The Psychology of Lying and Detecting Lies has just been published. The book is a collection of 29 of my brief writings on deception that have appeared in blog posts and books over the past decade. It is available in paperback or as an e-book.

Drawing from research – much of it my own – I show how we can understand big-time liars as well as the more ordinary liars in our everyday lives. Want to know what science has to say about detecting deception? There are 7 short chapters on that. Another 9 chapters explore the dynamics of deceit in our interactions with our romantic partners, friends, and family.

Regardless of what you think you already know about deception, you will, I hope, learn something new and surprising from this book.

Here’s what you will find in The Psychology of Lying and Detecting Lies:

I. First, Some Truths about Lies

  • 6 truths about lies
  • Why do people lie to you?

 II. Profiles of Ordinary Liars

  • Who lies?
  • Men or women: Who lies more?

III. Big-Time Liars

  • How ordinary people become extraordinary liars
  • Big-time liars: Top 7 lies they tell themselves
  • How President Trump’s lies are different from other people’s
  • For writing about President Trump’s lies, I got called an “ugly witch” and more
  • Deception: It’s what Dexter does best (well, second best)
  • Getting suckered by a killer

IV. Figuring Out When You Are Getting Duped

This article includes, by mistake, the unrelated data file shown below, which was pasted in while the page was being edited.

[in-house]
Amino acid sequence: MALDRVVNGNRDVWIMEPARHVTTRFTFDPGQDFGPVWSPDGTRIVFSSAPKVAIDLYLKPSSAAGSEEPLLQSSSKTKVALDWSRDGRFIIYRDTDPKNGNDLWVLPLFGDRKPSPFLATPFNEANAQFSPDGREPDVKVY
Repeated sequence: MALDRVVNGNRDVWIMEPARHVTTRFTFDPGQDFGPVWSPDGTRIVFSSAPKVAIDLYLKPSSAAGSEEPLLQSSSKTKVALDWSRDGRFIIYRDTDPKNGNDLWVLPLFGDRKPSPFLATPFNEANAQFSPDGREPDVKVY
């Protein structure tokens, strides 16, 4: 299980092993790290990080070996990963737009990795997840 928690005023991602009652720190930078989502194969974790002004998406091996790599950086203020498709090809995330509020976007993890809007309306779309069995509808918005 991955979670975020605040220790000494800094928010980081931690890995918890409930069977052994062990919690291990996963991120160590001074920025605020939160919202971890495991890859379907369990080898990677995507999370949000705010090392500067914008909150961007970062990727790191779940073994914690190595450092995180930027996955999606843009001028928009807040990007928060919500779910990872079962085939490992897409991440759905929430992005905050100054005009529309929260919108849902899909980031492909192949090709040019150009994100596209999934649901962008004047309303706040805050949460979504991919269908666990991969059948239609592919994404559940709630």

• Looks can kill – your better judgment
  • Why are we so bad at detecting lies?
  • How body language lets us down
  • Unconscious, gut-level lie detection?
  • Can’t keep your story straight: Maybe not such a great cue to deception after all
  • If you watch ‘Lie to Me,’ will you become more successful at detecting lies?
  • Suppose you could know exactly what other people were thinking and feeling: Would you want to?

 V. Lying and Detecting Lies in Relationships (and Not Just Romantic Ones)

  • Do relationships need lies to survive?
  • Infidelity: Who are the real cheaters?
  • Spotting a cheater: How long do you have to know a person before you can do it accurately?
  • Manti Te’o and the revenge of the romantic fantasy
  • When you are the last to know you’ve been duped
  • Friends and lovers: Is there a ‘knew it all along’ effect?
  • What friends know that others don’t
  • The power and peril of hurt feelings

 VI. Lying and Detecting Lies in Special Contexts

  • Do audio-only press briefings make it easier to mislead?
  • Airport screening post-9/11 – what happens before you even get to any of the machines
  • Can a computer tell when you are lying?
  • Accused of doing something awful? Here’s how to convince others of your innocence

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